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CMAJ - January 26, 1999JAMC - le 26 janvier 1999

Room for a view
It's a dog's life: opening day

CMAJ 1999;160:234-5

Dr. Narini is a senior resident in plastic surgery.

© 1999 Canadian Medical Association

I always wanted to be a bird dog. Not just any hunting dog, but a retriever.

I had it all: a sensitive nose, balanced webbed feet and a wonderfully full tail for a rudder. Some of the other pups may have been stronger or faster, but rarely did they outperform me. Not with my determination.

I didn't always have a hunting master to train me, so I prepared for my chance when master was away at work by practising with slippers I'd steal and hide. I'd chase and wade through the thickest and deepest imaginary swamps. Finally, I'd find the scent, make the retrieve and perfectly present to the waiting hand of an imaginary master. Sometimes my real master would punish me for stealing when he got home, but I always forgave him. He didn't know I was preparing to be the best retriever I could be.

Eventually I found a dedicated master. We worked long hours together. He didn't believe in treats and wasn't really into petting or scratching ears. Still, I was happy since he was always ready for another retrieve. He ended the sessions by securing me in the garage with my cage locked. Bird dogs aren't allowed in the house. He really cared about me.

The big day finally came. Opening day! We had trained hard and I was tired but in good shape. I hadn't slept much the night before. Actually, I was exhausted since the neighbours had a pup that barked all night. This had been going on for so long that I was sure master knew. Or maybe he didn't, since his bedroom is on the other side of the house. It didn't really matter. It was opening day.

It was very cold, and ice had formed on the water. There was a great swamp with sticky black muck. The kind that stays on your fur and smells for a couple of days. Over its scent you could almost touch the thick but fine aroma of birds and hunters. This was opening day!

Set in the blind, master drank something warm from a steel cup. I didn't mind sitting on the wet grass because from there I could get a glimpse of the birds. A good dog doesn't need to see where the birds fall, but I wanted that extra edge so I could prove I was the best.

Suddenly two ducks, a shot and a miss. "Is he ever going to shoot again?" I wondered. Finally, "Boom" — duck down! I saw it land far away, maybe 50 yards out. Off I went.

Retrieving has strict rules. Each master is different, but you have to remember every detail. But — between you and me — what's the goal here? As long as the duck is in the bag, without teeth marks, retrieved safely and with finesse, shouldn't that be good enough?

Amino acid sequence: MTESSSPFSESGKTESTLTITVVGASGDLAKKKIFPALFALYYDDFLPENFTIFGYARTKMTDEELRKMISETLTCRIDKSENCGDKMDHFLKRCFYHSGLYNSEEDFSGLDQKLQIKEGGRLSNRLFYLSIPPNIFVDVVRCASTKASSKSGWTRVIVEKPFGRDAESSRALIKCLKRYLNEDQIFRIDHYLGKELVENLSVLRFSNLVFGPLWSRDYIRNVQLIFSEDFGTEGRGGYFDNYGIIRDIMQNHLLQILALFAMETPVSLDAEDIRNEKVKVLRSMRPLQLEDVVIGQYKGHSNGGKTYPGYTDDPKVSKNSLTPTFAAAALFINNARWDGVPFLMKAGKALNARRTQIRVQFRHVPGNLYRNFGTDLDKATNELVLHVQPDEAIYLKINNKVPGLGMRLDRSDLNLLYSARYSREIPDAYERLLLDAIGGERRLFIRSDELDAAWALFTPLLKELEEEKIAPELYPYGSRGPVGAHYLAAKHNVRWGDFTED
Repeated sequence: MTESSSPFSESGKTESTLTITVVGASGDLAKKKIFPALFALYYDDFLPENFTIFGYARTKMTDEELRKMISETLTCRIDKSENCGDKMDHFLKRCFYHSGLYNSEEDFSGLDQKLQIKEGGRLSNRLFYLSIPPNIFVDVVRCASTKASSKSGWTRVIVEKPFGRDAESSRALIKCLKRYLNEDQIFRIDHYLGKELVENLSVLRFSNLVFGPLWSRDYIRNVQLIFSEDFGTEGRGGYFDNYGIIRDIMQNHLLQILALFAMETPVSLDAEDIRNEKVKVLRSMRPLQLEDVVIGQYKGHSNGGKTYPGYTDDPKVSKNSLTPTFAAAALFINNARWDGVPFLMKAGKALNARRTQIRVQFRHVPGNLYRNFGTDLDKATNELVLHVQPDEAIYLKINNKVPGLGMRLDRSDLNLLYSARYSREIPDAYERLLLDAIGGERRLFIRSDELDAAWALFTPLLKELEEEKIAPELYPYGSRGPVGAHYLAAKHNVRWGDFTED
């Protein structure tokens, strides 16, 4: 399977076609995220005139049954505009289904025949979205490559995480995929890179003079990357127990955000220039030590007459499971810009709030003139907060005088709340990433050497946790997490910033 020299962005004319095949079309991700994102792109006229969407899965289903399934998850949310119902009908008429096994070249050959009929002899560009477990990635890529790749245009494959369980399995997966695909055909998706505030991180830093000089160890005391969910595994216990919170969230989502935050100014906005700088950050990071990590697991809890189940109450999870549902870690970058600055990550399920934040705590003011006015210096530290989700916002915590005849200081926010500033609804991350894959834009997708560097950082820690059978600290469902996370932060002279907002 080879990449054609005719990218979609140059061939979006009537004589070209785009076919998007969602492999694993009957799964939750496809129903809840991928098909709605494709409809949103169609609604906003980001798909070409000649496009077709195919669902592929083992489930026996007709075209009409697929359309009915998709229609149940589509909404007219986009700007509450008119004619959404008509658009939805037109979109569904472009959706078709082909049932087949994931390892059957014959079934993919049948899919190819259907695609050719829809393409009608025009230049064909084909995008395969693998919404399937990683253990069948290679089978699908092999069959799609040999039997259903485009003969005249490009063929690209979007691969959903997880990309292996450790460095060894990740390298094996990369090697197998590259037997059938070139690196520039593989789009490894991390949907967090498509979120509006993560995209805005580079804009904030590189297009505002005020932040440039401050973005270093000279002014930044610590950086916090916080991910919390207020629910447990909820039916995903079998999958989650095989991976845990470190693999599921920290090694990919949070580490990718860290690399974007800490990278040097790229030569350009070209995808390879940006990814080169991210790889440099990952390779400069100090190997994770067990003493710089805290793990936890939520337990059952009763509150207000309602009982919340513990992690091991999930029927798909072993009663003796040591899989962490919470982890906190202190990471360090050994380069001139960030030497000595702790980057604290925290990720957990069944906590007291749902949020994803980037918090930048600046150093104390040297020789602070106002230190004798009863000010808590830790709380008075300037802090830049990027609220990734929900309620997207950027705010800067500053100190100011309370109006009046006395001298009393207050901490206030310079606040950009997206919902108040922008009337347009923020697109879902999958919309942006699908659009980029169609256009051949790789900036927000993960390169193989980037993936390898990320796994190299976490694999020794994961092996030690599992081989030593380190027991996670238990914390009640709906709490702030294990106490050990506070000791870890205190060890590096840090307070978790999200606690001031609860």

Rule 1: Don't retrieve until given the command.

When that duck went down I know I heard master say "Fetch." Retrieving is my job! That is the whole reason we were there. He would have said it soon. With no birds around, it was safe. You didn't hear me complain when he missed the first bird. Now wouldn't that have been something to talk about, a double, first thing, opening day!

Rule 2: Stay within 40 yards of the master.

That's easy at home. This was opening day!

I was so excited I didn't realize things could slow me down. I could easily travel 50 yards in the time he thought I was covering 40. But the ice broke, and with the muck and burs my quick dash over 40 was noticed. He couldn't see me because of the dense brush I had fought through. He knew all this. He knew exactly where I had to go and what I had to do. Didn't he? He'd done this before, hadn't he?

Rule 3: Obey the whistle.

Every dog knows this is for safety. But this was opening day! Birds, shots and whistles everywhere. I always obeyed my master's whistle, but I was so close when he first called.

At the very moment I caught the scent I heard "toot-toot-toot" — which means come. Didn't he know that this was a long retrieve? I thought he would understand. Again, "toot-toot-toot." At 50 yards was a real heavy, beautifully coloured male. Boy, would master be proud!

"Toot-toot-toot." Coming, master! Check out this beauty! First bird of the year, and it's opening day! Are we a team or what?

From a distance I could see that master was distraught. He didn't seem to see the duck. I wondered what had happened, since it was usually my fault when he looked this way. Check out this bird, master! Could only have been better had he shot both birds. Any other dog would have given up and come home empty jawed.

I perfectly presented the bird. He snatched it from my jaws. I didn't expect praise or a pat on the head. I did expect him to admire the bird, since he was sure to brag about it to his buddies. Instead, I suddenly felt a cold sharp sting on my nose. I think it would have actually hurt had my nose not been so numb from the cold. I instantly heeled. Then came a hot, burning feeling on my rump. And then another. It was master's leash. I dropped to my belly. I didn't complain. Luckily, the leash doesn't really hurt that much when your coat is covered with swamp muck. But why didn't he stop? It was opening day!

Completely exhausted and confused, I submitted unconditionally by exposing my belly. My eyes, now heavy with inexplicable emotions, drifted shut uncontrollably. I relished this brief chance to rest.

Only moments passed before I heard the sound of a "quack," and then another. Master was ready. Gun to mount — two shots fired — one duck down. I heard it drop, far away. Still on my back, eyes shut, numb and emotionless, I wondered what would happen next.

Unexpectedly, I heard that most wonderful and favourite word: "Fetch."

Philip Narini, MD, MSc

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